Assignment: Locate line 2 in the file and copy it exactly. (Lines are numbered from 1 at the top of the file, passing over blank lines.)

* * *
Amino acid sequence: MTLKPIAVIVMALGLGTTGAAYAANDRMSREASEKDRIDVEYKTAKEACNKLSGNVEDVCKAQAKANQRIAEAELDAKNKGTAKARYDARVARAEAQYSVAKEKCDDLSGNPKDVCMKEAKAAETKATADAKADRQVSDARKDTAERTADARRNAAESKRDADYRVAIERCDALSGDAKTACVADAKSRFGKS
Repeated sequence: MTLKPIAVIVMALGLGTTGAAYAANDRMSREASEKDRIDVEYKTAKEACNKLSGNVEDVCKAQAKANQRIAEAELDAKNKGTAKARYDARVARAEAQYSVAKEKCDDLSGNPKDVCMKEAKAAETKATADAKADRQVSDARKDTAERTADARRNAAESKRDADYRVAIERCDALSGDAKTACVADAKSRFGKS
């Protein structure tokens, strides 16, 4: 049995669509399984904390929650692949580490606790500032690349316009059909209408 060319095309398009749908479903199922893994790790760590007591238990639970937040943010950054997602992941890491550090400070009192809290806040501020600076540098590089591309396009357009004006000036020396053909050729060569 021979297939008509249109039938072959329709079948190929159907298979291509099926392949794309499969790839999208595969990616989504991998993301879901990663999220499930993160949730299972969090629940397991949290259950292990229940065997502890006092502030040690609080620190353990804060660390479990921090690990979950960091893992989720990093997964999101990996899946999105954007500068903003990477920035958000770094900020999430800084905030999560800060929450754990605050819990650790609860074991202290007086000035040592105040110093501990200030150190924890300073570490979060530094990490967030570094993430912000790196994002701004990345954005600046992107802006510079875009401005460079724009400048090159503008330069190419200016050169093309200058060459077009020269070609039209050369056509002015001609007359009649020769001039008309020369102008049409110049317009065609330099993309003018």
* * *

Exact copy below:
Repeated sequence: MTLKPIAVIVMALGLGTTGAAYAANDRMSREASEKDRIDVEYKTAKEACNKLSGNVEDVCKAQAKANQRIAEAELDAKNKGTAKARYDARVARAEAQYSVAKEKCDDLSGNPKDVCMKEAKAAETKATADAKADRQVSDARKDTAERTADARRNAAESKRDADYRVAIERCDALSGDAKTACVADAKSRFGKS